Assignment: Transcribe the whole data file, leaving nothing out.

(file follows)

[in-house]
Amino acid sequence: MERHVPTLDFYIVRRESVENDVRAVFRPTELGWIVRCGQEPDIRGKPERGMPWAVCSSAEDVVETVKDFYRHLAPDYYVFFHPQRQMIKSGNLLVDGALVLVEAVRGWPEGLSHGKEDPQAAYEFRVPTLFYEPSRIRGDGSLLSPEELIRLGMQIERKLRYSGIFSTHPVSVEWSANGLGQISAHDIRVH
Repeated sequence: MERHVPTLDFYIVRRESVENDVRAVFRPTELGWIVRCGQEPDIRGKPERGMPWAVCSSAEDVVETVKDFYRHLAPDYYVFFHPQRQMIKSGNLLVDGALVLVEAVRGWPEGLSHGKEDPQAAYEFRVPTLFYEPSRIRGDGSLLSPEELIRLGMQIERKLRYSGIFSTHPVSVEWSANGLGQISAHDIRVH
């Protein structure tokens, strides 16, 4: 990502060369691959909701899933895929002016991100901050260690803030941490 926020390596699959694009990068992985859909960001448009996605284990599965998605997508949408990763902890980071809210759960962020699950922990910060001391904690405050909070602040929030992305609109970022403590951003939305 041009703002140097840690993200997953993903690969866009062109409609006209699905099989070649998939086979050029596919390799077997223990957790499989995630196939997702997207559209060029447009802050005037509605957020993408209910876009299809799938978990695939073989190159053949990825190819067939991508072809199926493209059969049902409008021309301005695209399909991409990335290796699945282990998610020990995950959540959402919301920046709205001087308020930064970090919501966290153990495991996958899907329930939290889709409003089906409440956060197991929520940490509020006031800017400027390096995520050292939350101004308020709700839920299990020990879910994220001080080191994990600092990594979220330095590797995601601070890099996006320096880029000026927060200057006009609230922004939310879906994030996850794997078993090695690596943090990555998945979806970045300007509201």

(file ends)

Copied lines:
[in-house]
Amino acid sequence: MERHVPTLDFYIVRRESVENDVRAVFRPTELGWIVRCGQEPDIRGKPERGMPWAVCSSAEDVVETVKDFYRHLAPDYYVFFHPQRQMIKSGNLLVDGALVLVEAVRGWPEGLSHGKEDPQAAYEFRVPTLFYEPSRIRGDGSLLSPEELIRLGMQIERKLRYSGIFSTHPVSVEWSANGLGQISAHDIRVH
Repeated sequence: MERHVPTLDFYIVRRESVENDVRAVFRPTELGWIVRCGQEPDIRGKPERGMPWAVCSSAEDVVETVKDFYRHLAPDYYVFFHPQRQMIKSGNLLVDGALVLVEAVRGWPEGLSHGKEDPQAAYEFRVPTLFYEPSRIRGDGSLLSPEELIRLGMQIERKLRYSGIFSTHPVSVEWSANGLGQISAHDIRVH
């Protein structure tokens, strides 16, 4: 990502060369691959909701899933895929002016991100901050260690803030941490 926020390596699959694009990068992985859909960001448009996605284990599965998605997508949408990763902890980071809210759960962020699950922990910060001391904690405050909070602040929030992305609109970022403590951003939305 041009703002140097840690993200997953993903690969866009062109409609006209699905099989070649998939086979050029596919390799077997223990957790499989995630196939997702997207559209060029447009802050005037509605957020993408209910876009299809799938978990695939073989190159053949990825190819067939991508072809199926493209059969049902409008021309301005695209399909991409990335290796699945282990998610020990995950959540959402919301920046709205001087308020930064970090919501966290153990495991996958899907329930939290889709409003089906409440956060197991929520940490509020006031800017400027390096995520050292939350101004308020709700839920299990020990879910994220001080080191994990600092990594979220330095590797995601601070890099996006320096880029000026927060200057006009609230922004939310879906994030996850794997078993090695690596943090990555998945979806970045300007509201």